antisocial personality disorder

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Related to Anti-social personality disorder: borderline personality disorder, sociopath, Avoidant personality disorder, Narcissistic personality disorder

antisocial

 [an″te-, an″ti-so´shal]
1. denoting behavior that violates the rights of others, societal mores, or the law.
2. denoting the specific personality traits seen in antisocial personality disorder.
antisocial personality disorder a personality disorder characterized by a conspicuous disregard for the rights and needs of others. Antisocial behavior begins before the age of 15 and includes such behaviors as truancy, delinquency, theft, and vandalism. Adults with this disorder show a lack of maturity, unwillingness to take responsibility, and emotional instability. The chief characteristic of such persons is an apparent lack of conscience. Their behavior includes a variety of antisocial and criminal acts, such as theft, engaging in an illegal occupation (for example, selling drugs), repeated defaulting on debts, sexual promiscuity, and repeated lying. In addition, an antisocial personality is often impulsive and aggressive and is unable to maintain consistent, responsible functioning at work, at school, or as a parent. Substance abuse is common.

As in other personality disorders, individuals with antisocial personality disorders refuse to admit to any problems. A patient who is a criminal may honestly believe that anyone who is not a criminal is merely stupid. Those with antisocial personalities often seem to be unable to learn from experience. They also are seldom willing to accept psychiatric help and when they do agree to consult a mental health professional, it is often only to avoid the legal consequences of their activity.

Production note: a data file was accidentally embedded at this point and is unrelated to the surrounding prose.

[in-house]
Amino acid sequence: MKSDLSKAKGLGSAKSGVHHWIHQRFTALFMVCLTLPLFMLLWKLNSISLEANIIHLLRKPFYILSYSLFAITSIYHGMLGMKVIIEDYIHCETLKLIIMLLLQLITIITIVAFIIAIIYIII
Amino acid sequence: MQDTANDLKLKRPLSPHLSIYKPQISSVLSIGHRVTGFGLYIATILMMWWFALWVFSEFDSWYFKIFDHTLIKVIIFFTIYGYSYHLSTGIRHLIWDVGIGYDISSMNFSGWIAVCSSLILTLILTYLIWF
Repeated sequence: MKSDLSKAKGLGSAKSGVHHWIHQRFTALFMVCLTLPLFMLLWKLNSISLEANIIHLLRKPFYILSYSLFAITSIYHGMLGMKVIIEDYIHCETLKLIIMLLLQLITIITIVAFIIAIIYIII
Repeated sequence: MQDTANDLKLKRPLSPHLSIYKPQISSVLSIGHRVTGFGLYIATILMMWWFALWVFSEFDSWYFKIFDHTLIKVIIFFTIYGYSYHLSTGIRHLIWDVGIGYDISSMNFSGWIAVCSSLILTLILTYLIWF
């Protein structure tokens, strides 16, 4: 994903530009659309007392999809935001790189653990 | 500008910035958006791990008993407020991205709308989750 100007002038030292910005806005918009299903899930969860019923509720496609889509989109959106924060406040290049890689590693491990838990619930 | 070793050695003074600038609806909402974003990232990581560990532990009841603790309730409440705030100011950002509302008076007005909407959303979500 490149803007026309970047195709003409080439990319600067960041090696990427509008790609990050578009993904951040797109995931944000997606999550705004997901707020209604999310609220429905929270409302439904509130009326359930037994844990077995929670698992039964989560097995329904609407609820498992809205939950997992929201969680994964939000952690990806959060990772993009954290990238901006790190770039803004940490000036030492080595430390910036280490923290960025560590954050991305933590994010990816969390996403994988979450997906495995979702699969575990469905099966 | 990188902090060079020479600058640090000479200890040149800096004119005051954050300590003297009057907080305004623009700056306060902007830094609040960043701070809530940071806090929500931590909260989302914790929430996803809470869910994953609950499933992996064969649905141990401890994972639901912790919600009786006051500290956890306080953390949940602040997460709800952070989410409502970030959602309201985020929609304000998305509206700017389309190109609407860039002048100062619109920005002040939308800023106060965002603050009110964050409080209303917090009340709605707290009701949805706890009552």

an·ti·so·cial per·son·al·i·ty dis·or·der

1. an enduring and pervasive pattern characterized by continuous and chronic antisocial behavior with disregard for and violation of the rights and safety of others, beginning before the age of 15; early childhood signs include chronic lying, stealing, fighting, and truancy; in adolescence there may be unusually early or aggressive sexual behavior, excessive drinking, and use of illicit drugs, such behavior continuing in adulthood.
2. a DSM diagnosis that is established when the specified criteria are met.

antisocial personality disorder

n.
A personality disorder characterized by chronic antisocial behavior and violation of the law and the rights of others.